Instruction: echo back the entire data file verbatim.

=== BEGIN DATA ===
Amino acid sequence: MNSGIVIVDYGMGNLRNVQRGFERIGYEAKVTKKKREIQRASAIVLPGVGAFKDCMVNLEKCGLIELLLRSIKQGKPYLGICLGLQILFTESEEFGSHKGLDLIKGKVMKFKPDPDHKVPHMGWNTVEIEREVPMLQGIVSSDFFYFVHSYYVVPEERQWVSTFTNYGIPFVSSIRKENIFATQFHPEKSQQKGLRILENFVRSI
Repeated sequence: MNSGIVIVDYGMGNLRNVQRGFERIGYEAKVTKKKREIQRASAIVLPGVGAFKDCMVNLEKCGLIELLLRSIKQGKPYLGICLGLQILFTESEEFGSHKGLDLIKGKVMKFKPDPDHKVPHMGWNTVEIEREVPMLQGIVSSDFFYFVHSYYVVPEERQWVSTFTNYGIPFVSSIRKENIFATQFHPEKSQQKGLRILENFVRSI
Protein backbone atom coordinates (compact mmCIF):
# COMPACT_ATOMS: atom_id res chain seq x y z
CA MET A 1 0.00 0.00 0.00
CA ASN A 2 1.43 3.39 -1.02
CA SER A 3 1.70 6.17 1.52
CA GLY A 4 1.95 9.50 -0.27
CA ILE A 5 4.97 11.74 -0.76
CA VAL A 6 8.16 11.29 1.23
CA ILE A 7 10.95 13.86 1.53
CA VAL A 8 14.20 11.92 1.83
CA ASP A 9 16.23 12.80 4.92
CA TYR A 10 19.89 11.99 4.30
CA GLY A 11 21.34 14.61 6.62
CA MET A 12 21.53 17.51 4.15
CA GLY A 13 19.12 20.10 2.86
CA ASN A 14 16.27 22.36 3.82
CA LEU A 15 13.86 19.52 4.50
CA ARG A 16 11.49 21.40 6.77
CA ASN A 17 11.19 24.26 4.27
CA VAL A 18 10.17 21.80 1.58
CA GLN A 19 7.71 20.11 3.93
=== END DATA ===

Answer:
Amino acid sequence: MNSGIVIVDYGMGNLRNVQRGFERIGYEAKVTKKKREIQRASAIVLPGVGAFKDCMVNLEKCGLIELLLRSIKQGKPYLGICLGLQILFTESEEFGSHKGLDLIKGKVMKFKPDPDHKVPHMGWNTVEIEREVPMLQGIVSSDFFYFVHSYYVVPEERQWVSTFTNYGIPFVSSIRKENIFATQFHPEKSQQKGLRILENFVRSI
Repeated sequence: MNSGIVIVDYGMGNLRNVQRGFERIGYEAKVTKKKREIQRASAIVLPGVGAFKDCMVNLEKCGLIELLLRSIKQGKPYLGICLGLQILFTESEEFGSHKGLDLIKGKVMKFKPDPDHKVPHMGWNTVEIEREVPMLQGIVSSDFFYFVHSYYVVPEERQWVSTFTNYGIPFVSSIRKENIFATQFHPEKSQQKGLRILENFVRSI
Protein backbone atom coordinates (compact mmCIF):
# COMPACT_ATOMS: atom_id res chain seq x y z
CA MET A 1 0.00 0.00 0.00
CA ASN A 2 1.43 3.39 -1.02
CA SER A 3 1.70 6.17 1.52
CA GLY A 4 1.95 9.50 -0.27
CA ILE A 5 4.97 11.74 -0.76
CA VAL A 6 8.16 11.29 1.23
CA ILE A 7 10.95 13.86 1.53
CA VAL A 8 14.20 11.92 1.83
CA ASP A 9 16.23 12.80 4.92
CA TYR A 10 19.89 11.99 4.30
CA GLY A 11 21.34 14.61 6.62
CA MET A 12 21.53 17.51 4.15
CA GLY A 13 19.12 20.10 2.86
CA ASN A 14 16.27 22.36 3.82
CA LEU A 15 13.86 19.52 4.50
CA ARG A 16 11.49 21.40 6.77
CA ASN A 17 11.19 24.26 4.27
CA VAL A 18 10.17 21.80 1.58
CA GLN A 19 7.71 20.11 3.93